About Namib Naukluft National Park
Coming in at over 19,000 square miles, the Namib Naukluft National Park is one of the largest conservation areas in the world. It is divided in to four main sections: the Sesriem and Sossusvlei area, Sandwich Harbour, Namib and Naukluft and has an impressively varied landscape. Gigantic orange dunes ripple and roll away into the distance while the rocky, craggy Naukluft mountains rise up to staggering heights. Due to millions of years of rain, ravines or "kloofs" cut through the sides of the cliffs, many of which contain small, winding waterways and an array of different plants.Read More
Despite the inhospitable appearance of this region, there is a surprising amount of flora and fauna that call the park home. Some of the animals that visitors are likely to come across at the Namib Naukluft National Park include Hartmann's mountain zebra, oryx, chacma baboons, warthogs and springboks as well as hundreds of species of birds. In terms of vegetation, different types grow according to the area of the park. Where there are permanent sources of water sycamore figs, camelthorn and wild olive trees are all prevalent.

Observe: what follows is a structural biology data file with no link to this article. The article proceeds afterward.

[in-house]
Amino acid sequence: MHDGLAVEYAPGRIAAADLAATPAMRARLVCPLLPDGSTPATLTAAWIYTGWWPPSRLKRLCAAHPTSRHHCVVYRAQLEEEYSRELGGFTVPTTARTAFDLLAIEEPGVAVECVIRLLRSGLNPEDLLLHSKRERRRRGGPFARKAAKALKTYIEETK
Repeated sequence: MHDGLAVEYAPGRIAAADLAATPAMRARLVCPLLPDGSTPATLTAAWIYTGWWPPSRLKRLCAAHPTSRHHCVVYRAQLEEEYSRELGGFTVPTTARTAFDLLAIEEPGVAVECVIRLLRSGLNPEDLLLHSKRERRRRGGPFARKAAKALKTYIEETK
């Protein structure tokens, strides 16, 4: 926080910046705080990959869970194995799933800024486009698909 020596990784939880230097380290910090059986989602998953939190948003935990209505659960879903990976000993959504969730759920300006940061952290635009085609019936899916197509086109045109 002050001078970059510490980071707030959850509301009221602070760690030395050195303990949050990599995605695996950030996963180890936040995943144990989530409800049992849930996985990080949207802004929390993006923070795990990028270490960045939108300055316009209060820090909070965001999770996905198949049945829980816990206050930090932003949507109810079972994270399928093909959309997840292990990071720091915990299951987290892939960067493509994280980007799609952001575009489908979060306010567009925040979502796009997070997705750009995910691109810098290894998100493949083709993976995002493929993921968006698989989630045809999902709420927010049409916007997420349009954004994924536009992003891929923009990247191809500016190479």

Throughout the park run a number of subterranean waterways, which supply water to an array of plant life, despite looking dry on the surface. Of course, the most notable source of water that touches the Namib Naukluft National Park is the Atlantic Ocean which laps at the sandy shores of the Sandwich Harbour. Completely pristine and without any visible signs of human interference, this coastal segment of the park is the ultimate destination for anyone wishing to feel like the only person on earth. Be sure to take a 4X4 if exploring this area is on the cards and beware of getting stuck in the sand.